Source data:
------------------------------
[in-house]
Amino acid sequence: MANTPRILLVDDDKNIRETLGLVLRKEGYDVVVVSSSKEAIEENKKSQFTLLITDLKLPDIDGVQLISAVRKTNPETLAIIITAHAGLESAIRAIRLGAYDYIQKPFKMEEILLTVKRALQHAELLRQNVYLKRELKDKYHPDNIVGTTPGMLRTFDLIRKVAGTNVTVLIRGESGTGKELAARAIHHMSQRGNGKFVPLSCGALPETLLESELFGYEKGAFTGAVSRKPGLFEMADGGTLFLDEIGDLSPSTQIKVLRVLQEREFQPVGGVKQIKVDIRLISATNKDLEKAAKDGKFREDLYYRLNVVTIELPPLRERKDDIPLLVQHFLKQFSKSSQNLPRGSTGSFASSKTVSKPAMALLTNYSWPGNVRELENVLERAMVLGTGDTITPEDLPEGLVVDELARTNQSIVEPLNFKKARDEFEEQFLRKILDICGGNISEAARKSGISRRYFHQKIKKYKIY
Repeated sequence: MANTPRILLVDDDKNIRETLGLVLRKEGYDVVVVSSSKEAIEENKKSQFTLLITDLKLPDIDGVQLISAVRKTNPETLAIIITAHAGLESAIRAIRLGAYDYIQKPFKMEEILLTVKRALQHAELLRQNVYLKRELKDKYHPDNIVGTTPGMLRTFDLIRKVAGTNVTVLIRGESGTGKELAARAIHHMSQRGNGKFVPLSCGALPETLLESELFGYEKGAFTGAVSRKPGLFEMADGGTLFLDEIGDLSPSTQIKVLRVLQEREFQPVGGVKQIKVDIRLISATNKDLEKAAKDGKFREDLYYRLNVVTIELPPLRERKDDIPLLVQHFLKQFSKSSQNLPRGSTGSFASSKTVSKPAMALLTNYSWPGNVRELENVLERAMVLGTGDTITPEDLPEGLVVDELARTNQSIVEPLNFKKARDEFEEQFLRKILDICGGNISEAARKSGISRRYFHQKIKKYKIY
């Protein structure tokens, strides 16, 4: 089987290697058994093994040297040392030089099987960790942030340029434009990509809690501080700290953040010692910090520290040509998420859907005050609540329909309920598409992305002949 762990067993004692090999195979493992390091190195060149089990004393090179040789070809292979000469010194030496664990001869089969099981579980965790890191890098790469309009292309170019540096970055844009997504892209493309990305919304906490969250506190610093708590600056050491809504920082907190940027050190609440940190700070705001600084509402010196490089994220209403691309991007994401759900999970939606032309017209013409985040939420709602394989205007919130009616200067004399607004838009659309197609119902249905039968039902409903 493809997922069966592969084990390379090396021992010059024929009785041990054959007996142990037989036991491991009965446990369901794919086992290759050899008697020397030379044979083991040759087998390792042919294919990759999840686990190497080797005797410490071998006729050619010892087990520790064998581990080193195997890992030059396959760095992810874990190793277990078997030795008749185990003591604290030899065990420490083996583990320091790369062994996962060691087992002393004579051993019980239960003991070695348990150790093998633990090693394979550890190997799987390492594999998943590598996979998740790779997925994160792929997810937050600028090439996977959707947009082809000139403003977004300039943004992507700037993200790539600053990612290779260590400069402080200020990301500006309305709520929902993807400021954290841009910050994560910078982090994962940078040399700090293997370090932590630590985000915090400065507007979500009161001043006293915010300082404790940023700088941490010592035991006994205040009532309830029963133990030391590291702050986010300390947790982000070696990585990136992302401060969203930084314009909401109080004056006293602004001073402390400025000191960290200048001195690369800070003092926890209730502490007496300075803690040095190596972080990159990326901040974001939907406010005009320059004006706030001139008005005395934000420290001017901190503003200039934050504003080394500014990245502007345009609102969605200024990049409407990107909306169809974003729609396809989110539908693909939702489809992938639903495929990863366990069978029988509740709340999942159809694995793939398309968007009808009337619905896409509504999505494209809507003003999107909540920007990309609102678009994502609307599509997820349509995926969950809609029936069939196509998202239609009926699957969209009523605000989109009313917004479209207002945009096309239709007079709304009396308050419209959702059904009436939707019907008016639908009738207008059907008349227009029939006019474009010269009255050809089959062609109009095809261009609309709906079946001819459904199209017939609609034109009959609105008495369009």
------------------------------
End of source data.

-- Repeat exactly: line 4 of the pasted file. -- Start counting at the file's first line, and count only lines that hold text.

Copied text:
């Protein structure tokens, strides 16, 4: 089987290697058994093994040297040392030089099987960790942030340029434009990509809690501080700290953040010692910090520290040509998420859907005050609540329909309920598409992305002949 762990067993004692090999195979493992390091190195060149089990004393090179040789070809292979000469010194030496664990001869089969099981579980965790890191890098790469309009292309170019540096970055844009997504892209493309990305919304906490969250506190610093708590600056050491809504920082907190940027050190609440940190700070705001600084509402010196490089994220209403691309991007994401759900999970939606032309017209013409985040939420709602394989205007919130009616200067004399607004838009659309197609119902249905039968039902409903 493809997922069966592969084990390379090396021992010059024929009785041990054959007996142990037989036991491991009965446990369901794919086992290759050899008697020397030379044979083991040759087998390792042919294919990759999840686990190497080797005797410490071998006729050619010892087990520790064998581990080193195997890992030059396959760095992810874990190793277990078997030795008749185990003591604290030899065990420490083996583990320091790369062994996962060691087992002393004579051993019980239960003991070695348990150790093998633990090693394979550890190997799987390492594999998943590598996979998740790779997925994160792929997810937050600028090439996977959707947009082809000139403003977004300039943004992507700037993200790539600053990612290779260590400069402080200020990301500006309305709520929902993807400021954290841009910050994560910078982090994962940078040399700090293997370090932590630590985000915090400065507007979500009161001043006293915010300082404790940023700088941490010592035991006994205040009532309830029963133990030391590291702050986010300390947790982000070696990585990136992302401060969203930084314009909401109080004056006293602004001073402390400025000191960290200048001195690369800070003092926890209730502490007496300075803690040095190596972080990159990326901040974001939907406010005009320059004006706030001139008005005395934000420290001017901190503003200039934050504003080394500014990245502007345009609102969605200024990049409407990107909306169809974003729609396809989110539908693909939702489809992938639903495929990863366990069978029988509740709340999942159809694995793939398309968007009808009337619905896409509504999505494209809507003003999107909540920007990309609102678009994502609307599509997820349509995926969950809609029936069939196509998202239609009926699957969209009523605000989109009313917004479209207002945009096309239709007079709304009396308050419209959702059904009436939707019907008016639908009738207008059907008349227009029939006019474009010269009255050809089959062609109009095809261009609309709906079946001819459904199209017939609609034109009959609105008495369009």